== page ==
Somalia's Largest Terrorist Group Spreading Violence and Persecution In the Name of Islam

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Mursal Isse Siad became one of the latest victims of Islamist violence in Somalia when two masked men shot and killed the 55-year-old on Dec. 8. The assailants fled after gunning him down in Beledweyne, his hometown 200 miles north of Mogadishu, the capital.

Siad received death threats on his cell phone for leaving Islam, local sources told Morning Star News: "He failed to attend the mosque for prayers and used to pray at home. He used to share with us about Jesus," explained his 15-year-old daughter. A Muslim resident in Beledweyne said he "deserved to die" because he was no longer committed to Islam.

A UN-backed government in Somalia--supported by an 18,000-strong African Union force--has made important gains in recent months against al Shabaab, the terrorist movement fighting for control in Somalia. Al Shabaab has lost key cities, including the port city of Kismayo, which fell to AU forces in October, but it still controls large parts of central Somalia. There the militants have banned radio stations from playing music and outlawed bell ringing to signal the end of classes "because they sound like church bells."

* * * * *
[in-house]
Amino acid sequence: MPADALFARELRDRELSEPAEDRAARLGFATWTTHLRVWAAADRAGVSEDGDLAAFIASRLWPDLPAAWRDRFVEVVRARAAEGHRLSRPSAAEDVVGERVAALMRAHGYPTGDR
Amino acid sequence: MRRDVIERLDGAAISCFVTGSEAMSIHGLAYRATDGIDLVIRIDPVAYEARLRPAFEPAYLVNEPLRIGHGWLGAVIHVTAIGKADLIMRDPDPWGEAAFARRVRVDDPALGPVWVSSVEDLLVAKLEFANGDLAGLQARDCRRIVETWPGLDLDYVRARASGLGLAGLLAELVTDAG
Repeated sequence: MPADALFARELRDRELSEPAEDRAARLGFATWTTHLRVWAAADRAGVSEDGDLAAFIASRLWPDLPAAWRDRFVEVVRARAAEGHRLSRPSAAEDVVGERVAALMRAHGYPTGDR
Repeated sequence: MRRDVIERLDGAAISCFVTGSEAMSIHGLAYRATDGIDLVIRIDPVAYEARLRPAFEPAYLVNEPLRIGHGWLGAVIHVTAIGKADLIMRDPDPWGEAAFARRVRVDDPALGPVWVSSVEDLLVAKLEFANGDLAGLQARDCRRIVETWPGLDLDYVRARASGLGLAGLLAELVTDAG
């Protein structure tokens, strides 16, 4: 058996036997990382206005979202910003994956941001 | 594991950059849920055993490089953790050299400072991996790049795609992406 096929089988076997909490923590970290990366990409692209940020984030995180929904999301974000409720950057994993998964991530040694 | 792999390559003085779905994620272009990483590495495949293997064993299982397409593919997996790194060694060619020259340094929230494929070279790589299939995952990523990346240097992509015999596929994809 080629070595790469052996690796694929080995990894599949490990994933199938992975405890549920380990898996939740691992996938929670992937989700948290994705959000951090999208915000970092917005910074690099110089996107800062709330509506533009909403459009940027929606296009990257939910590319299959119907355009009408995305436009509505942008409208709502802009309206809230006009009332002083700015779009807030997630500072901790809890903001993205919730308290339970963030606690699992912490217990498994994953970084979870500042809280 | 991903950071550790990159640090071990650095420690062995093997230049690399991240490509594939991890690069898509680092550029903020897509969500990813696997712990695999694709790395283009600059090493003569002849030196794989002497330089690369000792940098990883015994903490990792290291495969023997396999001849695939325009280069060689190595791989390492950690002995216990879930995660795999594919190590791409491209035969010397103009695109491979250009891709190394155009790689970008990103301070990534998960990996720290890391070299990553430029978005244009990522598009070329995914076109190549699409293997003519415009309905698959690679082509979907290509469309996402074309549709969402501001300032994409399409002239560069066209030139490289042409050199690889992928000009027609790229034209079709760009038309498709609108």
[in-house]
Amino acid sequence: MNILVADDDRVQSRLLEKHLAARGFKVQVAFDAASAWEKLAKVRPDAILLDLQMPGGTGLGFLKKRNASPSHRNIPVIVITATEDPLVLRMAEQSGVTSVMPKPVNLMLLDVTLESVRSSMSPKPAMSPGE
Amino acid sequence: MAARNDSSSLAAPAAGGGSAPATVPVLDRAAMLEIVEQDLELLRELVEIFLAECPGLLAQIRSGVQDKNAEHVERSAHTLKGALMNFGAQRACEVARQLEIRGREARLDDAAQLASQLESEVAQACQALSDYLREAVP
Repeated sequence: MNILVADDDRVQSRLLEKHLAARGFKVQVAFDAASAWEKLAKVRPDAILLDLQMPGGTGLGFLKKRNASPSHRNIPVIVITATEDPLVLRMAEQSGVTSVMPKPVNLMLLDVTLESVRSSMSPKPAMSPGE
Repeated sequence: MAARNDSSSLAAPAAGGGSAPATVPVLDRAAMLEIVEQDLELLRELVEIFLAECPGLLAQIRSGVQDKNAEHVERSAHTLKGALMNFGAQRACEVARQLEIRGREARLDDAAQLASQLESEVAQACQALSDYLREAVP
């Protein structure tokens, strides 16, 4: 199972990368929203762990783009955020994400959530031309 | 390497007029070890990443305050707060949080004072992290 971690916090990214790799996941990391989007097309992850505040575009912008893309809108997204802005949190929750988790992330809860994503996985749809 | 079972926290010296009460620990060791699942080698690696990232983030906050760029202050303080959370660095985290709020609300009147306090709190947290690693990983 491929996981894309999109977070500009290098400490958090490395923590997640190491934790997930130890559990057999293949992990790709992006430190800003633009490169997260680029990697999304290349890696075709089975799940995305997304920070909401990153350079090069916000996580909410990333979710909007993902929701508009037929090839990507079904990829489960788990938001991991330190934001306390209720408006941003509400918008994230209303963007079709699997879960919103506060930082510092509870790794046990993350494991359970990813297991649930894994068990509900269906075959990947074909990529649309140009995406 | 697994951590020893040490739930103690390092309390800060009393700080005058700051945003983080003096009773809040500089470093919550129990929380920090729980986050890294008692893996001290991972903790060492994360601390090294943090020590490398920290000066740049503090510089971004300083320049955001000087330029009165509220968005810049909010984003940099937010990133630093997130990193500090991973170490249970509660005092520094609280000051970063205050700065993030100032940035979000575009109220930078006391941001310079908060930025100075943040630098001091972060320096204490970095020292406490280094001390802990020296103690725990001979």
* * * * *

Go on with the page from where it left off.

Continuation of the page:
Siad and his wife, who converted to Christianity in 2000, moved to Beledweyne in central Somalia after the government and AU forces captured the town from al Shabaab last year. Siad had taken a job with a local nongovernmental organization but was known to have left Islam. His death is a reminder that targeted violence against Christians in Somalia hasn't diminished, and al Shabaab, even on the losing end of war, has promised to rid the country of Christians, who are mostly converts from Islam. 

Of mounting concern to Somalia's neighbors is that as the Islamic insurgency movement gets squeezed in Somalia, it is finding new life in nearby countries, particularly Kenya. 

From Somalia across Africa, alarm is spreading about the rise of Islamic extremists, some with ties to Pakistan-based al-Qaeda. U.S. Defense Department officials plan to seek new authorization from Congress in the new year to go after such groups after one al-Qaeda offshoot took over territory in Mali last year and is fighting its government. The U.S. administration has called the Mali situation a "powder keg," according to The Wall Street Journal.

"The conditions today are vastly different than they were previously," Gen. Carter Ham, the head of U.S. Africa command, told the Journal. "There are now non-al Qaeda-associated groups that present significant threats to the United States." He said a debate over new authorization is a "worthy discussion." 

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SOURCE: WORLD Mag
Mindy Belz
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